When properly executed, the bag is free and billowing in the wort and the hops are just enjoying the ride, all over the zone. They aren't tied up or constrained. I believe you are correct that utilization does not suffer in that case. I think the perception that bagging your hops reduces hop utilization is from those cases of using a too tight a sack that doesn't allow the hop particles proper and complete contact with the wort during the boil.

PS: I've had extensive conversations with Mark Malowicki about this subject and his research. You use the term hop utilization above. That is not really what's being discussed in that research. He starts with alpha acid in solution and measured the degree of isomerization, not utilization. But I get what you are trying to say.

__________________

Martin B
Carmel, IN
BJCP National
Foam Blowers of Indiana (FBI)

Brewing Water Information at:
https://sites.google.com/site/brunwater/

Like Bru'n Water on Facebook for occasional discussions on brewing water and Bru'n Water

mabrungard is online now
DerekJ Likes This 
Reply With Quote Quick reply to this message
Old 01-27-2013, 08:06 PM   #3
Hermit
Feedback Score: 0 reviews
Recipes 
 
Join Date: Nov 2009
Location: Alternate Universe
Posts: 2,246
Liked 67 Times on 57 Posts
Likes Given: 10

Default

I take my hop bag out a couple of times during the session to let it drain. At the end I hang it by two corners from the top of my pot so it will drain as I transfer the wort. Seems to work well for me.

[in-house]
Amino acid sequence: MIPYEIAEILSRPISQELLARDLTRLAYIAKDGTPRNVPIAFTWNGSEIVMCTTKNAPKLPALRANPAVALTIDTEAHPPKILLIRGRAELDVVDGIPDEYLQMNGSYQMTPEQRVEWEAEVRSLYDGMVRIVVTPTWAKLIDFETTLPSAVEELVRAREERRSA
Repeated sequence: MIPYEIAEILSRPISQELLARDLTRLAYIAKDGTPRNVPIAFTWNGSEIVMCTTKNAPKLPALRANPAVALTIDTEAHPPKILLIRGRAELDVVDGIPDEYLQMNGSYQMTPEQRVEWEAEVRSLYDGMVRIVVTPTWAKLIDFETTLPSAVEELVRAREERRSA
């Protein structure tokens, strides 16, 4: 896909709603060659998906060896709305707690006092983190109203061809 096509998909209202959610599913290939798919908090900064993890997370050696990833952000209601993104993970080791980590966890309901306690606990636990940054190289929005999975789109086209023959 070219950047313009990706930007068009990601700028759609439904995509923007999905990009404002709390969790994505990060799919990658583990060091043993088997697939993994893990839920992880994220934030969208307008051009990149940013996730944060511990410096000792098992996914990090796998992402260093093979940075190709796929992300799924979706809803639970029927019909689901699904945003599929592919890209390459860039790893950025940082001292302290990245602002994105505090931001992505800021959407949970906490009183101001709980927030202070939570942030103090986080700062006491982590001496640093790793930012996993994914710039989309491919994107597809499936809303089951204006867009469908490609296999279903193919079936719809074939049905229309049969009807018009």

__________________
Hermit is online now
 
Reply With Quote Quick reply to this message
Old 01-28-2013, 12:53 AM   #4
burntgraphite
Feedback Score: 0 reviews
Recipes 
 
Join Date: Jun 2012
Location: Rochester, NY
Posts: 20
Liked 3 Times on 3 Posts

Default

Another possibility (not tested, obviously) is that the hop spider allows the hops just enough movement to flow freely, but also holds the hops relatively still against the brownian motion of the water. When the hops are borne in the wort they are moving around, but the molecules carrying them move relatively close, potentially minimizing surface contact.

Yes, you are correct: Malowicki's research in this instance only dealt with isomerization at ideal temperatures and atmospheres, not utilization of the hops themselves.

I can see how using an overly tight sack would make utilization suffer (uh... No pun intended?). My personal and non technical opinion is; for a home brewer, a hop spider offers the best efficiency of process. When the brewing process becomes larger, the increase in hop efficiency (and reliability) makes it worth it to strain out the loose hop matter.

Mostly, though, thank you for a well thought out reply; I was hoping that I could elicit an intelligent response, and you've provided one.

__________________
"Without question, the greatest invention in the history of mankind is beer. Oh, I grant you that the wheel was also a fine invention, but the wheel does not go nearly as well with pizza."
-Dave Barry
burntgraphite is offline
renthispace Likes This 
Reply With Quote Quick reply to this message
Old 07-10-2013, 05:05 AM   #5
renthispace
Feedback Score: 0 reviews
Recipes 
 
Join Date: Mar 2010
Location: Bay Area
Posts: 74
Liked 3 Times on 3 Posts
Likes Given: 4

Default

Love this post. It should get more credit and see more eyes. Well done gentelmen, you guys just made my decision that I will use a hop spider instead of a hop stopper in my electric build I'm about to start. I was stuck on hop utilization potential issues with a 'bag' but now I see why that shouldn't be a problem (at least on the small scale level). And it seems to me the spider is the easier of the two hop seperation methods required for a plate chiller.

The only question remains: how tight is too tight for hop utilization to suffer?

__________________
renthispace is offline
 
Reply With Quote Quick reply to this message
Old 07-10-2013, 06:46 AM   #6
grathan
Feedback Score: 0 reviews
Recipes 
 
Join Date: Jul 2010
Location: Albany, NY